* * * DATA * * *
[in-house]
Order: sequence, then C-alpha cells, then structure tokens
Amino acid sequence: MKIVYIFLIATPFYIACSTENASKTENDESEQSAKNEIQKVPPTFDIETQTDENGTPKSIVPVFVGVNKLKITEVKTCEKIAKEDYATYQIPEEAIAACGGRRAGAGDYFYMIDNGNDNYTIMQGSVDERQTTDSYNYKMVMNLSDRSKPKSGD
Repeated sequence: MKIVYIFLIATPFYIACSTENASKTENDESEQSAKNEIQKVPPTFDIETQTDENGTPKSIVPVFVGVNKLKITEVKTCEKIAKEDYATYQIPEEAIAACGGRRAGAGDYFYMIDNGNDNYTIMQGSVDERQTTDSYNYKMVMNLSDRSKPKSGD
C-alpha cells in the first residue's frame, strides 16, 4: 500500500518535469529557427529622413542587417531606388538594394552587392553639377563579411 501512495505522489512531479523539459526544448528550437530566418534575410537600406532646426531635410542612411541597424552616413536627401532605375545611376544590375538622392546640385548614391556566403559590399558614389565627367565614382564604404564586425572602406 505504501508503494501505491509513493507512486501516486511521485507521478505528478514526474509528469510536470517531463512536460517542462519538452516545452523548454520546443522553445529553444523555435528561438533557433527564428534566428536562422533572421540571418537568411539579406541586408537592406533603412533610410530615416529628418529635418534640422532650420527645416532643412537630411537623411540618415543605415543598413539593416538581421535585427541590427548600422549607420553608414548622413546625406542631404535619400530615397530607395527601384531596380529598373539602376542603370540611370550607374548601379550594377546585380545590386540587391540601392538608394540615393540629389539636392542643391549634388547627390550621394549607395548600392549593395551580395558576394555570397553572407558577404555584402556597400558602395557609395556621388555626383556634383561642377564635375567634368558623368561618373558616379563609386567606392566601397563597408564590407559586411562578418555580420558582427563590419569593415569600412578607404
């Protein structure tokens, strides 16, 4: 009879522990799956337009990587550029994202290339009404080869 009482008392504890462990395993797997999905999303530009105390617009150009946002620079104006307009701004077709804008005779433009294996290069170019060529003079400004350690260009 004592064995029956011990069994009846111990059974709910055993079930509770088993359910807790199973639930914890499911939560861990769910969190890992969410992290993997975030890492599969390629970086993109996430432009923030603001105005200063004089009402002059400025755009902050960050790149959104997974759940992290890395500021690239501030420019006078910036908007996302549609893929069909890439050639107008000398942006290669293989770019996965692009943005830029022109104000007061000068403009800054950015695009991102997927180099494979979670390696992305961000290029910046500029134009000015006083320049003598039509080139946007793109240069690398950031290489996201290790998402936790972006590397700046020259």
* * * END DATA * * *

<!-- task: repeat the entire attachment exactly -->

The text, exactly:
[in-house]
Order: sequence, then C-alpha cells, then structure tokens
Amino acid sequence: MKIVYIFLIATPFYIACSTENASKTENDESEQSAKNEIQKVPPTFDIETQTDENGTPKSIVPVFVGVNKLKITEVKTCEKIAKEDYATYQIPEEAIAACGGRRAGAGDYFYMIDNGNDNYTIMQGSVDERQTTDSYNYKMVMNLSDRSKPKSGD
Repeated sequence: MKIVYIFLIATPFYIACSTENASKTENDESEQSAKNEIQKVPPTFDIETQTDENGTPKSIVPVFVGVNKLKITEVKTCEKIAKEDYATYQIPEEAIAACGGRRAGAGDYFYMIDNGNDNYTIMQGSVDERQTTDSYNYKMVMNLSDRSKPKSGD
C-alpha cells in the first residue's frame, strides 16, 4: 500500500518535469529557427529622413542587417531606388538594394552587392553639377563579411 501512495505522489512531479523539459526544448528550437530566418534575410537600406532646426531635410542612411541597424552616413536627401532605375545611376544590375538622392546640385548614391556566403559590399558614389565627367565614382564604404564586425572602406 505504501508503494501505491509513493507512486501516486511521485507521478505528478514526474509528469510536470517531463512536460517542462519538452516545452523548454520546443522553445529553444523555435528561438533557433527564428534566428536562422533572421540571418537568411539579406541586408537592406533603412533610410530615416529628418529635418534640422532650420527645416532643412537630411537623411540618415543605415543598413539593416538581421535585427541590427548600422549607420553608414548622413546625406542631404535619400530615397530607395527601384531596380529598373539602376542603370540611370550607374548601379550594377546585380545590386540587391540601392538608394540615393540629389539636392542643391549634388547627390550621394549607395548600392549593395551580395558576394555570397553572407558577404555584402556597400558602395557609395556621388555626383556634383561642377564635375567634368558623368561618373558616379563609386567606392566601397563597408564590407559586411562578418555580420558582427563590419569593415569600412578607404
């Protein structure tokens, strides 16, 4: 009879522990799956337009990587550029994202290339009404080869 009482008392504890462990395993797997999905999303530009105390617009150009946002620079104006307009701004077709804008005779433009294996290069170019060529003079400004350690260009 004592064995029956011990069994009846111990059974709910055993079930509770088993359910807790199973639930914890499911939560861990769910969190890992969410992290993997975030890492599969390629970086993109996430432009923030603001105005200063004089009402002059400025755009902050960050790149959104997974759940992290890395500021690239501030420019006078910036908007996302549609893929069909890439050639107008000398942006290669293989770019996965692009943005830029022109104000007061000068403009800054950015695009991102997927180099494979979670390696992305961000290029910046500029134009000015006083320049003598039509080139946007793109240069690398950031290489996201290790998402936790972006590397700046020259």